In the case of ‘Dr. Vijya Manohar Arbat v. Kashi Rao Raja Ram Swami (1987)’, the question came before the Supreme Court for consideration whether father is entitled to claim maintenance from his married daughter, under section 125(1)(d) Cr. P.C.
Sub-section (1) of section 125 Cr.P.C. provides as under:-
“If any person having sufficient means neglects or refuses to maintain-
(a) his wife, unable to maintain herself or
(b) his legitimate or illegitimate minor child, whether married or not, unable to maintain itself, or (c) his legitimate or illegitimate child (not being a married daughter) who has attained majority, where such child is, by reason of any physical or mental abnormality or injury unable to maintain itself, or
(d) his father or mother, unable to maintain himself or herself,
a Magistrate of the first class may, upon proof of such neglect or refusal, order such person to make a monthly allowance for the maintenance of his wife or such child, father or mother, at such monthly rate not exceeding five hundred rupees in the whole, as such Magistrate thinks fit, and to pay the same to such person as the Magistrate may from time to time direct:
Provided that the Magistrate may order the father of a minor female child referred to in clause (b) to make such allowance, until she attains her majority, if the Magistrate is satisfied that the husband of such minor female child, if married, is not possessed of sufficient means.”
The Court’s Analysis
The Court analysed the case as follows-
- “Sub-section (1) of section 125 confers power on the Magistrate of the First Class to order a person to make a monthly allowance for the maintenance of some of his close relations like wife, children, father and mother under certain circumstances.
- It has been observed by Supreme Court in Bhagwan Dutt v. Kamla Devi,  2 SCC 386 that the object of section 125 Cr.P.C. is to provide a summary remedy to save dependents from destitution and vagrancy and thus to serve a social purpose.
- There can be no doubt that it is the moral obligation of a son or a daughter to maintain his or her parents. It is not desirable that even though a son or a daughter has sufficient means, his or her parents would starve.
- Apart from any law, the Indian society casts a duty on the children of a person to maintain their parents if they are not in a position to maintain themselves. It is also their duty to look after their parents when they become old and infirm.
- The Counsel, appearing on behalf of the appel- lant, has urged that under clause (d) of section 125(1) a father is not entitled to claim maintenance from his daugh- ter whether married or not. Our attention has been drawn to the use of the pronoun ‘his’ in clause (d) and it was submitted that the pronoun indicates that it is only the son who is burdened with the obligation to maintain his parents.
- It is true that clause (d) has used the expression “his father or mother” but, in our opinion, the use of the word ‘his’ does not exclude the parents claiming maintenance from their daughter.
- Section 2(y) Cr.P.C. provides that words and expressions used herein and not defined but defined in the Indian Penal Code have the meanings respectively assigned to them in that Code. Section 8 of the Indian Penal Code lays down that the pronoun ‘he’ and its derivatives are used for any person whether male or female. Thus, in view of section 8 IPC read with section 2(y) Cr.P.C., the pronoun ‘his’ in clause (d) of section 125(1) Cr.P.C. also indicates a female.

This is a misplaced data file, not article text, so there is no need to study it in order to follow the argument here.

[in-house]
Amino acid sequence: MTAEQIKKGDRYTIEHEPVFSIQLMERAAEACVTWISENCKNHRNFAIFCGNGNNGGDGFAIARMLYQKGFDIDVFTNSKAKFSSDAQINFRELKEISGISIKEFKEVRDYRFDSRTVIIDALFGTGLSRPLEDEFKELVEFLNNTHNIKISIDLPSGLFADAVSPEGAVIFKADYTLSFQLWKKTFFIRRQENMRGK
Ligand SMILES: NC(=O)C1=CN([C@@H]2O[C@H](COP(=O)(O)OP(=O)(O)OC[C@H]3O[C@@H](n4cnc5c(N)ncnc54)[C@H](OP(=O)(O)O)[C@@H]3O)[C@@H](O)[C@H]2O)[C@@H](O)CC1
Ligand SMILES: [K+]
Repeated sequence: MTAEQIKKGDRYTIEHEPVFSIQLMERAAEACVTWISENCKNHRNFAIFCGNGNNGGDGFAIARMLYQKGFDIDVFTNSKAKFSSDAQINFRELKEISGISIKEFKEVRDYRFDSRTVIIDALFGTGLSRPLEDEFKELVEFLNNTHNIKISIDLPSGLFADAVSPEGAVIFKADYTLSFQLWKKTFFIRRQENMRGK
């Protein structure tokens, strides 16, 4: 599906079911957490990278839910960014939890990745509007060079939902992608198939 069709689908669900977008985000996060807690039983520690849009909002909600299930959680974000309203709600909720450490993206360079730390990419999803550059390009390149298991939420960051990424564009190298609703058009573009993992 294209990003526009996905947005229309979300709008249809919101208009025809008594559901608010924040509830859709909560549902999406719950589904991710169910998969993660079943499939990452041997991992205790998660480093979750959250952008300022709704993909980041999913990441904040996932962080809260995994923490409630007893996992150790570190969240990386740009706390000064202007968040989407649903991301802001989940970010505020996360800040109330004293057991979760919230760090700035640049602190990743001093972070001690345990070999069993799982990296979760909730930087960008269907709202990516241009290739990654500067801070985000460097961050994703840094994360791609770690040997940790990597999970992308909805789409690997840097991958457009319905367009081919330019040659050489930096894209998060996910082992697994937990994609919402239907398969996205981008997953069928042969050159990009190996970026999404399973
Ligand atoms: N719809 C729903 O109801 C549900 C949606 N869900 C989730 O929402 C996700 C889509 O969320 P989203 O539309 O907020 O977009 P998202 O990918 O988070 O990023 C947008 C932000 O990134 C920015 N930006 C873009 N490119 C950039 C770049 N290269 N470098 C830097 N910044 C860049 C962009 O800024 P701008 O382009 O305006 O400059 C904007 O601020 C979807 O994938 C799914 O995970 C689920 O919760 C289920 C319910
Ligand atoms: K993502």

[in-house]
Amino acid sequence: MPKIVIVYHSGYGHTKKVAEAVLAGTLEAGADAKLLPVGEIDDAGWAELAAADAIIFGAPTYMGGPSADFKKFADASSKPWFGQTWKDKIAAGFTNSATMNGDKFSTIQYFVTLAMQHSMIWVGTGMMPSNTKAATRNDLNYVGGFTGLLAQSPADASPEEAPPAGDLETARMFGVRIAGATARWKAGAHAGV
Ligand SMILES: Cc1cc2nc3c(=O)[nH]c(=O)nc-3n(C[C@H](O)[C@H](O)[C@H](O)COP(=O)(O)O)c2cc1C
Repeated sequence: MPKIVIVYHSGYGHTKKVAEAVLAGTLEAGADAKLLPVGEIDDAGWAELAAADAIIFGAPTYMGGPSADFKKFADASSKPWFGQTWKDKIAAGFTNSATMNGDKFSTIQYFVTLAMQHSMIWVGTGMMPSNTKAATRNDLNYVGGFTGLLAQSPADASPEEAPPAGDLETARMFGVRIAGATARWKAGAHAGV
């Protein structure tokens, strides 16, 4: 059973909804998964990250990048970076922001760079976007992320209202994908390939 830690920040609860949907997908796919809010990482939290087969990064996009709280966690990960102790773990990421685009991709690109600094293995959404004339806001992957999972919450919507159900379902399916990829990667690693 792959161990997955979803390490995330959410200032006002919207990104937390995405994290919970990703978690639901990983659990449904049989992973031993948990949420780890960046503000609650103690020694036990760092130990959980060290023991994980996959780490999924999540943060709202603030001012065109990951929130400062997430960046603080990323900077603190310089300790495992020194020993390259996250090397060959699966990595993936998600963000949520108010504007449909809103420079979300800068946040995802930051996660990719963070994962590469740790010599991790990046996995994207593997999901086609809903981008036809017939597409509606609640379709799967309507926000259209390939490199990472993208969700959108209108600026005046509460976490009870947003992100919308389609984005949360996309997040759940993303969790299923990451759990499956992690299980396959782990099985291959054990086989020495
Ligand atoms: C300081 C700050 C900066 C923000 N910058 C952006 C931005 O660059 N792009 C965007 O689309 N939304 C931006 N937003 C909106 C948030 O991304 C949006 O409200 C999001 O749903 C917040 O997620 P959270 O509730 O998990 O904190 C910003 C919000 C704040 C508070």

- Section 13(1) of the General Clauses Act lays down that in all Central Acts and Regulations, unless there is anything repugnant in the subject or context, words importing the masculine gender shall be taken to include females. Therefore, the pronoun ‘his’ as used in clause (d) of section 125(1) Cr.P.C. includes both a male and a female.
- In other words, the parents will be entitled to claim maintenance against their daughter provided, however, the other conditions as mentioned in the section are fulfilled. Before ordering maintenance in favour of a father or a mother against their married daughter, the court must be satisfied that the daughter has sufficient means of her own independently of the means or income of her husband, and that the father or the mother, as the case may be, is unable to maintain himself or herself.
- The father or mother, unable to maintain himself or herself, can claim maintenance from their son or daughter. The expression “his father or mother” is not confined only to the father or mother of the son but also to the father or mother of the daughter. In other words, the expression “his father or mother” should also be construed as “her father or mother”.
- We are of the view that section 125(1)(d) has imposed a liability on both the son and the daughter to maintain their father or mother who is unable to maintain himself or herself. Section 488 of the old Criminal Procedure Code did not contain a provision like clause (d) of section 125(1). The legislature in enacting Criminal Procedure Code, 1973 thought it wise to provide for the maintenance of the parents of a person when such parents are unable to maintain themselves.
- The purpose of such enactment is to enforce social obligation and we do not think why the daughter should be excluded from such obligation to maintain their parents.”
Dr. Vijya Manohar Arbat v. Kashi Rao Raja Ram Swamy (1987)